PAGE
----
US stocks extended loses on 27 June, dropping about 1.5% on the second day of trading after the Brexit vote. Though the major indices came off session lows, the Dow Jones and S&P 500 still closed at their lowest since mid-March.
The S&P 500 dropped 36.87 points, or 1.8% to close at 2,000.55 from an earlier 46-point deficit, MarketWatch reported. Eight of the index's 10 main sectors closed in negative territory, with materials (down 3.4%) and financials (down 2.8%) leading declines. Meanwhile, utilities and telecom sectors contributed the most to gains.
The Dow Jones Industrial Average fell 260.51 points, or 1.5%, to settle at 17,140.24 from an earlier 337-point deficit. Losses were led by a 4% decline in American Express Co shares, with Boeing, McDonald's and IBM also contributing.
The Nasdaq Composite severely underperformed, dropping 113.54 points, or 2.4%, to end at 4,594.44. The tech-heavy index, which closed at its lowest since late February, was weighed down by Microsoft and Apple, according to CNBC. The iShares Nasdaq Biotechnology ETF (IBB) plunged 3%.
The US dollar index rose more than 1% against other currencies, with the euro and pound trading lower. The pound sterling hit a 31-year low of $1.3154 before recovering slightly to $1.3201, MarketWatch noted. The euro hit near $1.102 and the yen near 102.05 yen against the greenback.
"I think you've got some technical damage here and it's to be expected. The size of the moves in the currency markets are order-of-magnitude larger than the stock market's," Art Hogan, chief market strategist at Wunderlich Securities, told CNBC. "That's a hard thing to catch up with, and the knock-on effect that it has."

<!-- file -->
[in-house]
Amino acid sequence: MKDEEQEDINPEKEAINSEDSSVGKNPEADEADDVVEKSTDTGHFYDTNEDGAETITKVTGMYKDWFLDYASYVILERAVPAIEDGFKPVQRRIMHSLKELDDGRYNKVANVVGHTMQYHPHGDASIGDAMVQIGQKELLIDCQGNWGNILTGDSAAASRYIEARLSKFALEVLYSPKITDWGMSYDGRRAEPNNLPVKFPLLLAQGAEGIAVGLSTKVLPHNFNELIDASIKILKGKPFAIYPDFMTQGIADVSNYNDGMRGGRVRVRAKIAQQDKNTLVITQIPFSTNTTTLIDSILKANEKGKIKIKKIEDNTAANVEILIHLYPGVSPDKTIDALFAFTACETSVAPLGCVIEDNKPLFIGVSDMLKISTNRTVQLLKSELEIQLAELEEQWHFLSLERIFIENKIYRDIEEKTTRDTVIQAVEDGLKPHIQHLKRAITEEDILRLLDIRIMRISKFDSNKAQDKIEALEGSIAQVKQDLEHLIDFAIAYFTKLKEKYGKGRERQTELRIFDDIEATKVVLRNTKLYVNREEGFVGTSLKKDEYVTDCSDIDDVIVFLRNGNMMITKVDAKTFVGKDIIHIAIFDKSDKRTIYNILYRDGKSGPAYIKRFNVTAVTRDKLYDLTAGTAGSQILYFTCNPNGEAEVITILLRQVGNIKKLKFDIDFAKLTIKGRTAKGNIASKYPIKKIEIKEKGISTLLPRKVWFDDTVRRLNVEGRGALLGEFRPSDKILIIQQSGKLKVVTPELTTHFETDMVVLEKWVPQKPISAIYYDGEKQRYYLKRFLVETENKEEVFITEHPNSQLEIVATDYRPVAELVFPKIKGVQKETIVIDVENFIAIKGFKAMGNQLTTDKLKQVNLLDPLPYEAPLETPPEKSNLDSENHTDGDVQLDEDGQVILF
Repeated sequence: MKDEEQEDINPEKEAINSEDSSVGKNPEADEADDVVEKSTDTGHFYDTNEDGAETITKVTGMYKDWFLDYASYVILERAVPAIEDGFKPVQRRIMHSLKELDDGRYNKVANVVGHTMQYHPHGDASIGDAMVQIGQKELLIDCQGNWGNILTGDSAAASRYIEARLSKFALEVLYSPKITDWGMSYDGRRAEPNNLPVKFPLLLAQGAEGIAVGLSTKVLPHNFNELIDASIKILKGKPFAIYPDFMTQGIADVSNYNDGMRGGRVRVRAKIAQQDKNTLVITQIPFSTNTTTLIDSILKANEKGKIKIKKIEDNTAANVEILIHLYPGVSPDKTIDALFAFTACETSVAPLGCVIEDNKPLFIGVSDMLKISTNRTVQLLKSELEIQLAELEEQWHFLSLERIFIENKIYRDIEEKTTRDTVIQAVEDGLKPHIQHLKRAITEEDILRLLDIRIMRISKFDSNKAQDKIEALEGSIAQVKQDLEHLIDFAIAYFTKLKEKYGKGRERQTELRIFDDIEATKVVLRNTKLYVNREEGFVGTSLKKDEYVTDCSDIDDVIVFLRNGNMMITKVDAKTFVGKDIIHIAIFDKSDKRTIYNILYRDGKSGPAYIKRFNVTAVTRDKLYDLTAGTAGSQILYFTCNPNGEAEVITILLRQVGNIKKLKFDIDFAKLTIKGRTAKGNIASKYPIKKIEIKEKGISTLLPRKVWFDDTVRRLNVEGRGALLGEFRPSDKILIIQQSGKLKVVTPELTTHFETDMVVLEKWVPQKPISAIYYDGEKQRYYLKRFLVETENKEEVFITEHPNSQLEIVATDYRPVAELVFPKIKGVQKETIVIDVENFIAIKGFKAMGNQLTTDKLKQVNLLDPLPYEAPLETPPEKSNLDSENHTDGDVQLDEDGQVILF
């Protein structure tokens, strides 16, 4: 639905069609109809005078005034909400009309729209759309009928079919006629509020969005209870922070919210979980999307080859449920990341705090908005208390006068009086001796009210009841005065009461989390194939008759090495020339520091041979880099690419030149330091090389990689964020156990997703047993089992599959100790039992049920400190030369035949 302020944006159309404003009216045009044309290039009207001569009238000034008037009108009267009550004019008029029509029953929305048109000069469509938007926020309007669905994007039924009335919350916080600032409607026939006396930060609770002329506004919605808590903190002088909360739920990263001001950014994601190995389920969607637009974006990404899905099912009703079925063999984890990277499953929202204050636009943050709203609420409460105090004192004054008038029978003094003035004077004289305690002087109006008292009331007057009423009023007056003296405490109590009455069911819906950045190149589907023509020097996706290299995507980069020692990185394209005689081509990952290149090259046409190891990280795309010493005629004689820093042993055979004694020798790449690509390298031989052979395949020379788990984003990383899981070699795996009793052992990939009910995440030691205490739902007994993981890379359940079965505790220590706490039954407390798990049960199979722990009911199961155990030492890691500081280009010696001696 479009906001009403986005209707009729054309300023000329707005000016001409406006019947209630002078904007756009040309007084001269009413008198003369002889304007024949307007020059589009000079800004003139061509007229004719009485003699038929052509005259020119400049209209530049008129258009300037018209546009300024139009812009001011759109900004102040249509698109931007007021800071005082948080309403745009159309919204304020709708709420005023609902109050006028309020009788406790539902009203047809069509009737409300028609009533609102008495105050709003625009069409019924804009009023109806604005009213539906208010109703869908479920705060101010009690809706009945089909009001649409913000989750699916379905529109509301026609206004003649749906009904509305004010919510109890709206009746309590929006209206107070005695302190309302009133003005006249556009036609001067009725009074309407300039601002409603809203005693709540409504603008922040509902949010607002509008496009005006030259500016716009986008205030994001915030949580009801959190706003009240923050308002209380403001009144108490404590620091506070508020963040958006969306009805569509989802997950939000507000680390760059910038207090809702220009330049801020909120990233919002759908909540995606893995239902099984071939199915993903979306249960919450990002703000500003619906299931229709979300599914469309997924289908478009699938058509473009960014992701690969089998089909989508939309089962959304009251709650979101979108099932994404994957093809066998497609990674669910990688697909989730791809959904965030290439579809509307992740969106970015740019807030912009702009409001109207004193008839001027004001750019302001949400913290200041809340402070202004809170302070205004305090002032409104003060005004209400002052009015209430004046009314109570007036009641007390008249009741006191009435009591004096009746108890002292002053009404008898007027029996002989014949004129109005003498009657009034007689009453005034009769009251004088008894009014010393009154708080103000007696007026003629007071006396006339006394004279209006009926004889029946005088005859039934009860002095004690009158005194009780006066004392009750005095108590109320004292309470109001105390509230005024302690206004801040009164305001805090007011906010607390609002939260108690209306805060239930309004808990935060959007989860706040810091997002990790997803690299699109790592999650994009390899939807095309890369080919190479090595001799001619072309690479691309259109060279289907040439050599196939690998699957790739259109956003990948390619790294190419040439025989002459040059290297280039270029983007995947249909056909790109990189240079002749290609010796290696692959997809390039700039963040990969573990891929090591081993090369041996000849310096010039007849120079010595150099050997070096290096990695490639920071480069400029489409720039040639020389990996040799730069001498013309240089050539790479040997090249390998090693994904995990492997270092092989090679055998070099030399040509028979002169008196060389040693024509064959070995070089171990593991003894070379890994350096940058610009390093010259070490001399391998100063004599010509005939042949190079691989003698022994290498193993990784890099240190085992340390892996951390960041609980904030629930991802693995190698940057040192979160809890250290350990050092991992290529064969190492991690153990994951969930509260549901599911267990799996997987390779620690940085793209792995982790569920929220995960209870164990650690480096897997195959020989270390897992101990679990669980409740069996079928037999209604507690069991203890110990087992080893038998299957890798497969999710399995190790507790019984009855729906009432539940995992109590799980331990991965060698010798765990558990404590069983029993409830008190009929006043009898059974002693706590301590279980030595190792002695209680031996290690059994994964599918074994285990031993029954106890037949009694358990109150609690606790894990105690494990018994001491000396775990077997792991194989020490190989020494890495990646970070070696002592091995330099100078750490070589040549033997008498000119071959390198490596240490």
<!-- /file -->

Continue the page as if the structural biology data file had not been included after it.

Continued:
Treasury yields dropped, with the 10-year yield 1.46% and the 2-year yield by 0.61%. Meanwhile, gold futures for August delivery rose $2.30 (£1.74; €2.09) at $1,324.70 (£1,003.18; €1,202.09) an ounce.
"It's a lot of follow-through from Friday. There's a lot of uncertainty and panic there. Until the market can get a catalyst to hold onto to get shorts to book gains I expect markets to stay in a downtrend," John Caruso, senior market strategist at RJO Futures, said.
Despite stocks sell off, the CBOE Volatility Index (VIX) dropped 10% to 23.11 from 24 June's 50% increase, MarketWatch reported. "That's encouraging because it tells me that while there's a fair amount of uncertainty, there's not a lot of panic," Randy Frederick, managing director of trading and derivatives at Schwab Center for Financial Research, said. Frederick noted that in spite of pullback in the VIX, volatility is expected to remain as uncertainty levels stick around post-Brexit.
US crude oil futures dropped $1.31 (£0.99; €1.19), or 2.75%, at $46.33 (£35.09; €42.04) a barrel.
Overseas, European stocks continued to fall under Brexit pressure but Asian markets mostly rallied, according to MarketWatch. The STOXX Europe 600 dropped 4.1%, while the FTSE 100 fell 2.5%. In Asia, Japan's Nikkei 225 jumped 2.4% and the Shanghai Composite rose nearly 1.5%.